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Combining risk factors with faecal immunochemical test outcome for selecting CRC screenees for colonoscopy
  1. Inge Stegeman1,2,
  2. Thomas R de Wijkerslooth3,
  3. Esther M Stoop4,
  4. Monique E van Leerdam4,
  5. Evelien Dekker3,
  6. Marjolein van Ballegooijen5,
  7. Ernst J Kuipers4,6,
  8. Paul Fockens3,
  9. Roderik A Kraaijenhagen2,
  10. Patrick M Bossuyt1
  1. 1Department of Clinical Epidemiology, Biostatistics and Bioinformatics, Academic Medical Center, Amsterdam, The Netherlands
  2. 2Department of Research, NDDO Institute for Prevention and Early Diagnostics, Amsterdam, The Netherlands
  3. 3Department of Gastroenterology and Hepatology, Academic Medical Center, Amsterdam, The Netherlands
  4. 4Department of Gastroenterology and Hepatology, Erasmus MC University Medical Centre, Rotterdam, The Netherlands
  5. 5Department of Public Health, Erasmus MC University Medical Centre, Rotterdam, The Netherlands
  6. 6Department of Internal Medicine, Erasmus MC University Medical Centre, Rotterdam, The Netherlands
  1. Correspondence to Inge Stegeman, Clinical Epidemiology, Biostatistics and Bioinformatics (room J1b-210-1), Academic Medical Center, Meibergdreef 9, Amsterdam 1105 AZ, The Netherlands; i.stegeman{at}


Objective Faecal immunochemical testing (FIT) is increasingly used in colorectal cancer (CRC) screening but has a less than perfect sensitivity. Combining risk stratification, based on established risk factors for advanced neoplasia, with the FIT result for allocating screenees to colonoscopy could increase the sensitivity and diagnostic yield of FIT-based screening. We explored the use of a risk prediction model in CRC screening.

Design We collected data in the colonoscopy arm of the Colonoscopy or Colonography for Screening study, a multicentre screening trial. For this study 6600 randomly selected, asymptomatic men and women between 50 years and 75 years of age were invited to undergo colonoscopy. Screening participants were asked for one sample FIT (OC-sensor) and to complete a risk questionnaire prior to colonoscopy. Based on the questionnaire data and the FIT results, we developed a multivariable risk model with the following factors: total calcium intake, family history, age and FIT result. We evaluated goodness-of-fit, calibration and discrimination, and compared it with a model based on primary screening with FIT only.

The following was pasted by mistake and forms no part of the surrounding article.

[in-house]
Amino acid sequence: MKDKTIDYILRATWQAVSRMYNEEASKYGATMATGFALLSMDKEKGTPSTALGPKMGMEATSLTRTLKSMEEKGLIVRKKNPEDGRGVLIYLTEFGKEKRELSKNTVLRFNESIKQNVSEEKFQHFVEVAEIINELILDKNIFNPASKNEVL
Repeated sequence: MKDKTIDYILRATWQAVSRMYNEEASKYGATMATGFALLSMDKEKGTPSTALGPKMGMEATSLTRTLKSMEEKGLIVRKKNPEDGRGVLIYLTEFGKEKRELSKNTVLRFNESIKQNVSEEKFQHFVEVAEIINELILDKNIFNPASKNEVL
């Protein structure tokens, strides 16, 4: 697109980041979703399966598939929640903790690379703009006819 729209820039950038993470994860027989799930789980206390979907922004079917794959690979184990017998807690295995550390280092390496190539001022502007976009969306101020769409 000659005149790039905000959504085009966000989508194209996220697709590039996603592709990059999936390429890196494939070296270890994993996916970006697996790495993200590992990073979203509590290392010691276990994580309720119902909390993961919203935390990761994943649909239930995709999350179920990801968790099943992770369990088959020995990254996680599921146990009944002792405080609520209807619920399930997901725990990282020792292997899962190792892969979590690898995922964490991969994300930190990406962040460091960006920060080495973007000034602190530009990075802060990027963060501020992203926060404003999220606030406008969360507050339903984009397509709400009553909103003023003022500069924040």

Results Of the 1426 screening participants, 1112 (78%) completed the questionnaire and FIT. Of these, 101 (9.1%) had advanced neoplasia. The risk based model significantly increased the goodness-of-fit compared with a model based on FIT only (p<0.001). Discrimination improved significantly with the risk-based model (area under the receiver operating characteristic (ROC) curve: from 0.69 to 0.76, (p=0.02)). Calibration was good (Hosmer-Lemeshow test; p=0.94).

By offering colonoscopy to the 102 patients at highest risk, rather than to the 102 cases with a FIT result >50 ng/mL, 5 more cases of advanced neoplasia would be detected (net reclassification improvement 0.054, p=0.073).

Conclusions Adding risk based stratification increases the accuracy FIT-based CRC screening and could be used in preselection for colonoscopy in CRC screening programmes.

  • Screening
  • Cancer Epidemiology
  • Cancer Prevention
  • Colorectal Cancer

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